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Chapter 3.7. California International Studies Project   

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The Legislature finds that there has been a significant decline in knowledge and skills related to international affairs and other cultures. This has serious consequences, in view of the growing interrelation of nations and people, and the increasing impact that international factors have on our society in political economic, and cultural terms. Many occupations require a knowledge of the histories, languages, and traditions of other cultures and the ability to analyze and interpret complex international issues. Our society requires citizens who understand the role of our state and our nation in a rapidly changing world.

The Legislature further finds that many factors contribute to this decline, but that a primary cause is the lack of adequate preparation of teachers in international studies. Few teachers have ever taken an international studies course, and teachers already in the classroom have few opportunities to improve their competence in this field. Although some colleges and universities are now requiring more courses in international studies and foreign languages, this will not fully address the problem since current teachers will provide the bulk of instruction for many years to come. Therefore, the Legislature recognizes the need to assist current teachers to gain the skills and knowledge necessary to increase the international studies competence of their students. The Legislature further finds that this competence problem is shared by all segments and levels of California education, and that it can best be addressed by cooperatively planned and funded efforts.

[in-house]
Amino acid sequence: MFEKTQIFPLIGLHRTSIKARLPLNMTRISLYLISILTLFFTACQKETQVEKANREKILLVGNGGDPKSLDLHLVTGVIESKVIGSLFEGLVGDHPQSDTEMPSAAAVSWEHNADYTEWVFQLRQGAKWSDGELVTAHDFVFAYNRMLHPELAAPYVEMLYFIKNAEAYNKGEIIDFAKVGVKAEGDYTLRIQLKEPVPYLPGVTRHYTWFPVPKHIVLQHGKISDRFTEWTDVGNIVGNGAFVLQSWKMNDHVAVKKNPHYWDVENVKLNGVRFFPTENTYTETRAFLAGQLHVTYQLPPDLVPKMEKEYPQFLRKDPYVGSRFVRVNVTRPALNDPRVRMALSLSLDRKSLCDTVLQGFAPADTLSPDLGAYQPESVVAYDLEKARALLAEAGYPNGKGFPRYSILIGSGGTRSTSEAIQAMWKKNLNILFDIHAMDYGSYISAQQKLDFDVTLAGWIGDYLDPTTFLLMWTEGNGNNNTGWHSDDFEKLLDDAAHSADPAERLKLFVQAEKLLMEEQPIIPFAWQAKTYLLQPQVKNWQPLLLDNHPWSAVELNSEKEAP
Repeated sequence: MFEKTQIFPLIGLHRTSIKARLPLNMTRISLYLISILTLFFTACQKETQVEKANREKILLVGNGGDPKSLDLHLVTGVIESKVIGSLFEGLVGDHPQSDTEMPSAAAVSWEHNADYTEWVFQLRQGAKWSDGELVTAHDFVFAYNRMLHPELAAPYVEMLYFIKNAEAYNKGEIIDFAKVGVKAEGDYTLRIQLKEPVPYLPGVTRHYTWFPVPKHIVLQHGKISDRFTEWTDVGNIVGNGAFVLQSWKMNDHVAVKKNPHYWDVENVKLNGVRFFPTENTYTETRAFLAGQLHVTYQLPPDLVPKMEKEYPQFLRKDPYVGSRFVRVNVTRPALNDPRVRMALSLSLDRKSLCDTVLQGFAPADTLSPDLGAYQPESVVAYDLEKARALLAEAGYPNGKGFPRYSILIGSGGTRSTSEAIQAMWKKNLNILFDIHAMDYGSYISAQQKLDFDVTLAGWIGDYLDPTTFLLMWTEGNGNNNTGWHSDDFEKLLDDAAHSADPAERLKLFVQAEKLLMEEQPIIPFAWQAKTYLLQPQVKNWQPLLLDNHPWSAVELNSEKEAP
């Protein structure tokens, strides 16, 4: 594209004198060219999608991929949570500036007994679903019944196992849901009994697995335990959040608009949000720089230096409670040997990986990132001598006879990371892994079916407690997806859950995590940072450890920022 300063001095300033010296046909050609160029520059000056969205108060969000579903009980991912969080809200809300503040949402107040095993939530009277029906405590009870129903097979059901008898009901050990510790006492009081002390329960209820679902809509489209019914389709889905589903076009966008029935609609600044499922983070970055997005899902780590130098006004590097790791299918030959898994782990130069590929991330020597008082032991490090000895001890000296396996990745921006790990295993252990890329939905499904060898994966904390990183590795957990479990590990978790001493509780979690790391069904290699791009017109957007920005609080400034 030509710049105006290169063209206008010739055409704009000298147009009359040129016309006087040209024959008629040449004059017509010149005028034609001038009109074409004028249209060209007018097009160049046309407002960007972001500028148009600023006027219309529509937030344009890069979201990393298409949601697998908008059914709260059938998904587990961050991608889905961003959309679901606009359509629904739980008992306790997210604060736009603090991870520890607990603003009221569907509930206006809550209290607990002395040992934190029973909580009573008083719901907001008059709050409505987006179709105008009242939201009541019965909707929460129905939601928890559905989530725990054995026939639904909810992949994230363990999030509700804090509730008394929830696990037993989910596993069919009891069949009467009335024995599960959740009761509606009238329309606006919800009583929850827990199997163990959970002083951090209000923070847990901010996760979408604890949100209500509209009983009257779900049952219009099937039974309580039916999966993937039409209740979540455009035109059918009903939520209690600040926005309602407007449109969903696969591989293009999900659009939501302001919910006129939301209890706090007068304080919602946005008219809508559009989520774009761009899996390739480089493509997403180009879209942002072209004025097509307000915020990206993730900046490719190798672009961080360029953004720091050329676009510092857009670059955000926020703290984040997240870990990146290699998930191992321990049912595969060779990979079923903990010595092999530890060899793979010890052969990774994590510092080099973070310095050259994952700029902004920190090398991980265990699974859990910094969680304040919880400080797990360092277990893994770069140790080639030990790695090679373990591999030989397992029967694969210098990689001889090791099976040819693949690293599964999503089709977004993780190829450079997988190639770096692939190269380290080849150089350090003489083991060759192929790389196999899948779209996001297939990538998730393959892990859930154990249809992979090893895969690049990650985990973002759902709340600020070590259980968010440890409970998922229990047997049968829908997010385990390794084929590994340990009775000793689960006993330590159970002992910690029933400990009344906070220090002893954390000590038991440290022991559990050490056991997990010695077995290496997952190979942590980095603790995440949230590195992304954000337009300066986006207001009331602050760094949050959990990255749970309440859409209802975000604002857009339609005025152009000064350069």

An international studies project should therefore be created, to be modeled after the Bay Area Global Education Project, a publicly and privately funded curriculum and staff development project that has earned national acclaim since 1979.

(Added by Stats. 1985, Ch. 1173, Sec. 1.)